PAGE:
Nuts Reduce Inflammation
Harvard researchers followed more than 5000 people and found that those who ate five or more servings of nuts per week had much lower markers of inflammation: a 20 percent lower level of C-reactive protein (CRP) and a 16 percent lower interleukin 6 (IL6) than those who rarely ate nuts (Am J Clin Nutr, September 2016;104(3):722-728). One serving of nuts was defined as one ounce of peanuts or tree nuts, or one tablespoon of peanut butter. The apparent benefits of nuts were similar regardless of the type of nuts people ate, though there was no benefit seen for peanut butter. Those who substituted three servings per week of nuts in place of red meat, processed meat, eggs, or refined grains had significantly lower levels of CRP and IL6. Peanuts and tree nuts contain many important nutrients such as magnesium, fiber, L-arginine, antioxidants, and unsaturated fatty acids such as a-linolenic acid.  Researchers in this study received funding from the Tree Nut Council and the Peanut Institute.

More Favorable Studies on Nuts
• A review of 14 studies showed that people who eat nuts five times a week have a significantly lower rate of heart disease (Coron Artery Dis, May 2016;27(3):227-32).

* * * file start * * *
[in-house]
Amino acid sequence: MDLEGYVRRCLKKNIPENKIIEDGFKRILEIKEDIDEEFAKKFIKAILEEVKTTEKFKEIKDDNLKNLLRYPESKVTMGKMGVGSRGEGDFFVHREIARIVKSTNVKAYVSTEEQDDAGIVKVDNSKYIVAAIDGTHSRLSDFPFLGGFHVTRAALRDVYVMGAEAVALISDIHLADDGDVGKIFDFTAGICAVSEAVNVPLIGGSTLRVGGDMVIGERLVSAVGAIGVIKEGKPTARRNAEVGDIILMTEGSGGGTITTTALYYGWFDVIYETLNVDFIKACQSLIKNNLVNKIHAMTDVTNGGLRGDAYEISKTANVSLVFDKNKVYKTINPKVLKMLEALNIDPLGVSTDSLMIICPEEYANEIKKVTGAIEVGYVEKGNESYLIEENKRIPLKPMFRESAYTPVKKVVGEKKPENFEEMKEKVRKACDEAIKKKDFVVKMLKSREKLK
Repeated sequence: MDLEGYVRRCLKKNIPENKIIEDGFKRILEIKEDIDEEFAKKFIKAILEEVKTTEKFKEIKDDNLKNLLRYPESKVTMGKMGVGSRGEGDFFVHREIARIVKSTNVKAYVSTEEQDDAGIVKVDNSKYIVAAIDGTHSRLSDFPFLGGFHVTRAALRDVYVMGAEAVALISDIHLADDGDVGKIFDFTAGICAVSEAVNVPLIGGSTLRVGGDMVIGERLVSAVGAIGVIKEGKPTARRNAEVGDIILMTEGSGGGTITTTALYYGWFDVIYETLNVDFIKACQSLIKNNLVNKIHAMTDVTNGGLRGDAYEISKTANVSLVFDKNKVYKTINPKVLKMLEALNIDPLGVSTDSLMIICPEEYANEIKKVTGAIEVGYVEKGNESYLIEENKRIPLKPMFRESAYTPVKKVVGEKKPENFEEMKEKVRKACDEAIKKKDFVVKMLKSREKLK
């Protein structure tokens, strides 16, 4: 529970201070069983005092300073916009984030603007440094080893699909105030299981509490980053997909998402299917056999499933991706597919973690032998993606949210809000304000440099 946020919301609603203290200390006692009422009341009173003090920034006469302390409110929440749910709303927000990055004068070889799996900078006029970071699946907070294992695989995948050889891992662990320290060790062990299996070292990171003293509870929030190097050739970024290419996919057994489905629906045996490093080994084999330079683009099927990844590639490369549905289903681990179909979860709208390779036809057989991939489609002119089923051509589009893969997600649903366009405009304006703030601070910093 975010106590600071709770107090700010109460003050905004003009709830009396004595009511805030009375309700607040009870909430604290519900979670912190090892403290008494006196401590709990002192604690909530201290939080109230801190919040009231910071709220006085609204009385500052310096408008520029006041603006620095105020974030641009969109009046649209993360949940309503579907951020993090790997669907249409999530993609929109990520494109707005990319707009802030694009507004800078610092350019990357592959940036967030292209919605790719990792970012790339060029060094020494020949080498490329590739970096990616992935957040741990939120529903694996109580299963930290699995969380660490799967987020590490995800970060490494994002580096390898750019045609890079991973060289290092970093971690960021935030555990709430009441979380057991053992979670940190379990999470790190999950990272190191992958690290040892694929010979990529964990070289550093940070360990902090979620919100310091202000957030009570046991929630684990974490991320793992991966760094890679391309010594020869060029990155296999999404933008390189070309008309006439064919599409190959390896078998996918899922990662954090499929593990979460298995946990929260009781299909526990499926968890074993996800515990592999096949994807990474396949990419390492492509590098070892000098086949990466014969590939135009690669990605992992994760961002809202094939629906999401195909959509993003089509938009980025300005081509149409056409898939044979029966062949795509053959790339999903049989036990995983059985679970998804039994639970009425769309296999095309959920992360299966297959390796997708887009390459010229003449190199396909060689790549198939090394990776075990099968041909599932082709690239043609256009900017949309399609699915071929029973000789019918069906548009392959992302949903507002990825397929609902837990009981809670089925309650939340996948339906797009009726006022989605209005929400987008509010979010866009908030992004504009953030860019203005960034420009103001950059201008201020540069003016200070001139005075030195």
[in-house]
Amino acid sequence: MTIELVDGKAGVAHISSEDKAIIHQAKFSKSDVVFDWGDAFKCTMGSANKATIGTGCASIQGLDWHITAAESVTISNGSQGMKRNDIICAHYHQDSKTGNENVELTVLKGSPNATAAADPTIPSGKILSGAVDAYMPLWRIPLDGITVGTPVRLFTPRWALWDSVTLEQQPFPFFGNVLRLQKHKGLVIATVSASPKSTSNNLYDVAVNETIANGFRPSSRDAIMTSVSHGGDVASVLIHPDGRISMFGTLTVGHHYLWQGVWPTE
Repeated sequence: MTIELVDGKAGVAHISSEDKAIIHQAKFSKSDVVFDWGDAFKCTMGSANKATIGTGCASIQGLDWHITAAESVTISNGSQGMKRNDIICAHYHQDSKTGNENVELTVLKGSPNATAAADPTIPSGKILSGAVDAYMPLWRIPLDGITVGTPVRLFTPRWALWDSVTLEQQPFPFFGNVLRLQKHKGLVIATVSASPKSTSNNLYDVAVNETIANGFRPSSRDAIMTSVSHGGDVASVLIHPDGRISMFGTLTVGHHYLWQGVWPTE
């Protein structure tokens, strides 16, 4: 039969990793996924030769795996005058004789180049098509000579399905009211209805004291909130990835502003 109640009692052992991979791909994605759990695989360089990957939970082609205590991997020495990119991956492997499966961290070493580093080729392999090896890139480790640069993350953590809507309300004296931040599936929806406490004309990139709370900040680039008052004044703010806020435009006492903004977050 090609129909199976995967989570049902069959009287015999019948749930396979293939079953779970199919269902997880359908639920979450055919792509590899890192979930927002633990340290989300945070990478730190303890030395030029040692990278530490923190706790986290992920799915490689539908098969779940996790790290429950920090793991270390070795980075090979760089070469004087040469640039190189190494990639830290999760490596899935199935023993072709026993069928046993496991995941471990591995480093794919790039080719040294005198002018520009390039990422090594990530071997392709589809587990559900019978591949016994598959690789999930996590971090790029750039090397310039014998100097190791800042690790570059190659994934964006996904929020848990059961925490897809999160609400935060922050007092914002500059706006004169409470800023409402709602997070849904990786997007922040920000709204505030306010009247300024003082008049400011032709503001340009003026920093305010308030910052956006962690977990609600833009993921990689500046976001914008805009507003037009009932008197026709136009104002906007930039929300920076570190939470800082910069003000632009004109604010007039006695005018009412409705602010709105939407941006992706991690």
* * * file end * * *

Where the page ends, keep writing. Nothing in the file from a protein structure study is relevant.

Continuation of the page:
• Another review of the world’s literature showed that higher nut consumption is associated with reduced risk of heart attacks, death from heart attacks and death from all causes (Br J Nutr, 2016 Jan 28;115(2):212-25).
• Of 20,742 male physicians followed for 10 years, those who took in the most nuts had the lowest rate of deaths from all causes and deaths from heart disease (Am J Clin Nutr, February 2015;101(2):407-412).
• Eating nuts is associated with reduced death rate from heart attacks and all causes in many different ethnic groups including African Americans, poorer European-descent Americans, and Chinese living in Shanghai, China (JAMA Intern Med, May, 2015;175(5):755-66).

Nuts Are Not “Fattening”
Nuts are a rich source of fat, but many studies show that the fat in nuts is absorbed very poorly and therefore is not a major cause of weight gain (American Journal of Clinical Nutrition, Jan 2015;101(1):25-33). The fat in nuts is located inside the cells, so even after prolonged chewing, most of the cells remained intact and the fat was still inside the cells. Since fat is absorbed only after it is released from cells, most of the fat in nuts cannot be absorbed in the upper part of your intestinal tract. This explains why the calorie count of nuts is really lower than what you read on the label.

My Recommendations
• People who eat nuts frequently are at reduced risk for obesity, diabetes, heart attacks and sudden death.
• Nut eaters may be protected because nuts help to lower markers of inflammation, blood pressure and cholesterol.
• Nuts are not associated with weight gain, even though they are full of fat.

Dr. Gabe Mirkin is a Villager. Learn more at www.drmirkin.com